Every year on Setsubun, stores across the country stock a holiday sushi roll called ehomaki. At the end of the night, hundreds of thousands of these rolls wind up in the garbage. "Shops always provide what customers want, which means their shelves have to always be stocked," [Riko Morinaga, a recent high school graduate in Tokyo,] says. "This contributes to the food loss problem."

The exact size of the problem is difficult to quantify, because convenience store companies usually are not transparent about their losses. Representatives from 7-Eleven Japan and Lawson, two major chains, told BBC.com that they do not disclose the amount of food waste generated by their stores. Representatives from FamilyMart, another major chain, did not respond to interview requests, but the company indicates on its website that its stores generate 56,367 tonnes of food waste per day. In 2020, the Japan Fair Trade Commission estimated that Japan's major convenience store chains throw away on average 4.68m yen ($30,000; £24,000) of food per shop per year – equating to an approximate annual loss of more than 260bn yen (1.7bn; £1.3bn) in total.

Those numbers may seem fishy, but they represent a huge problem, not just in Japan, but everywhere that retailers feel they need to over-stock perishable food items.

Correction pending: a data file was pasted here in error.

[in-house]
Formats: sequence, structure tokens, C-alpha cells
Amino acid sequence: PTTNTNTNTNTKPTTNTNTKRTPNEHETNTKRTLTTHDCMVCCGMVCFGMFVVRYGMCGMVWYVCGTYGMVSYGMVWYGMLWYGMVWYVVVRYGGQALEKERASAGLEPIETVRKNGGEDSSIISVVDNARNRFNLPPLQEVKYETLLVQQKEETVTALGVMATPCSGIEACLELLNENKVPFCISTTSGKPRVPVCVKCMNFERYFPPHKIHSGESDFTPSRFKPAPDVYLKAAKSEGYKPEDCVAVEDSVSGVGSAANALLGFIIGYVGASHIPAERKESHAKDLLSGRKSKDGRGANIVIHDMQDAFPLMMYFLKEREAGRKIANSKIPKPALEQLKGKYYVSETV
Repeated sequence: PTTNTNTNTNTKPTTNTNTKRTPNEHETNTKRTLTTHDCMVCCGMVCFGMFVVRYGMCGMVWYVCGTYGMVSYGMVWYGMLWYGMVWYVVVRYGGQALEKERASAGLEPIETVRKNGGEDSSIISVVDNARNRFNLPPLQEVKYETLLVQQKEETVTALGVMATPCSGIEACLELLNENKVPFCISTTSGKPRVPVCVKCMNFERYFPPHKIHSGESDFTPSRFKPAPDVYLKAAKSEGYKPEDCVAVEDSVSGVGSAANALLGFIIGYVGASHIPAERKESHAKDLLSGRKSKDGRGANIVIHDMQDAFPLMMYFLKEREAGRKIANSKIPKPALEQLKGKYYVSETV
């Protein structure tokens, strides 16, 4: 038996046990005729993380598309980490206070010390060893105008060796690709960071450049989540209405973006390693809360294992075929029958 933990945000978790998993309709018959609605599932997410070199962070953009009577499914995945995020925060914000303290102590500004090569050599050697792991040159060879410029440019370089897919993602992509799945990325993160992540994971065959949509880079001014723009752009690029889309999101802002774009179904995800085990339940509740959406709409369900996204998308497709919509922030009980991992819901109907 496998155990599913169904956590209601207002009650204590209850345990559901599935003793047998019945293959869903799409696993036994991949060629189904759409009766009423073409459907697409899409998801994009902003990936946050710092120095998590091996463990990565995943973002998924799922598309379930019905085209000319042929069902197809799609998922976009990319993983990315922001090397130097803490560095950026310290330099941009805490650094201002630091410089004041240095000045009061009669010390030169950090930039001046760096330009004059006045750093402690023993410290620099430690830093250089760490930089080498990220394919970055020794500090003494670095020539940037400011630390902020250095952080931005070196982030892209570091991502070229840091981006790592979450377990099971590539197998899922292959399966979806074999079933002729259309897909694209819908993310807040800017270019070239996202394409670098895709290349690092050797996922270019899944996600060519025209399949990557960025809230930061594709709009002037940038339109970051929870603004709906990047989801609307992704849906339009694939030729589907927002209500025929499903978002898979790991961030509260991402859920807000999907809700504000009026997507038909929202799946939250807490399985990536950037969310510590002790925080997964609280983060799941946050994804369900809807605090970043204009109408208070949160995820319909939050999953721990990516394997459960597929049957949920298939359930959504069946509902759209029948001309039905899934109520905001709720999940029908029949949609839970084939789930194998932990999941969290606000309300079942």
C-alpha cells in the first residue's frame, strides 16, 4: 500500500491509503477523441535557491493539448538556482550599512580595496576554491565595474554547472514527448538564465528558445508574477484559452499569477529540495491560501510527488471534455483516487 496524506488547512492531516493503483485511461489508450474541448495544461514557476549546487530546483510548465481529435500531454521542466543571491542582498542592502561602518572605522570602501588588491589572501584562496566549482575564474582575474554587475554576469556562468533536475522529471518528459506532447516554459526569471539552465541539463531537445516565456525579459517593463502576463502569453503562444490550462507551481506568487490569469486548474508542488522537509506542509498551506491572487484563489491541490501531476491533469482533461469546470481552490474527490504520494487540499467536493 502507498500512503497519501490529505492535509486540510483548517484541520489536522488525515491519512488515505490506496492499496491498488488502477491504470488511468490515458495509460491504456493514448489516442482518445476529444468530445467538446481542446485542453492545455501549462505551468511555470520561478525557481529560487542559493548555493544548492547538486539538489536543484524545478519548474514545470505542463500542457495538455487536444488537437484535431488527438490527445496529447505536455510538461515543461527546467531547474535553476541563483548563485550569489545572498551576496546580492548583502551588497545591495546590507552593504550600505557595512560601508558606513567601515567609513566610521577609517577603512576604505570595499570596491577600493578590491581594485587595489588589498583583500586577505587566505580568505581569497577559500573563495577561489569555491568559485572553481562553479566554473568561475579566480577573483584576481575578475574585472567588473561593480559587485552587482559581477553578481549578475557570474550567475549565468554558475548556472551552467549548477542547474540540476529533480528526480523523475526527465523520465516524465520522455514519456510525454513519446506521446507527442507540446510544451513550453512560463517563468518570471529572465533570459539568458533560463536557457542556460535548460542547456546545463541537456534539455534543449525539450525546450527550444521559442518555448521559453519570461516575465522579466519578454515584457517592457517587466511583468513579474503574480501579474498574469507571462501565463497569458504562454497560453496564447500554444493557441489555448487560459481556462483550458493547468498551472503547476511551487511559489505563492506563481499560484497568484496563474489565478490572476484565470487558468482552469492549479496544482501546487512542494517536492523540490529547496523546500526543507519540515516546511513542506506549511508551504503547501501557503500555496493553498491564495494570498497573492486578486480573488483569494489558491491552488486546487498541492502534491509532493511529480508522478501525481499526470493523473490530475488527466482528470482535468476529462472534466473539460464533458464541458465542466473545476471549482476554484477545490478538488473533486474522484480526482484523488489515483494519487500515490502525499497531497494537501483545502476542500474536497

I have a bunch more things queued up from earlier today that I'll link to in a bit. But first I have to stick my head in a bucked of ice water.

Truly a dog's life

Yesterday Cassie got to sample whatever she found on the ground at Ribfest, but she hoped for so much more:

And today, we spent an hour walking around St James Farm out in Suburbistan with one of her friends:

We're just about to head back to Ribfest for Day 2. I may not get to all the vendors this year, but I think I'll get to the good ones.

Wind shift, anyone?

We got up to an uncomfortably humid 32°C yesterday, but with a forecast of a much milder 23°C today. It got a bit warmer than that, topping out at 26°C, but got quite a bit cooler just as Cassie and I returned from our lunchtime walk: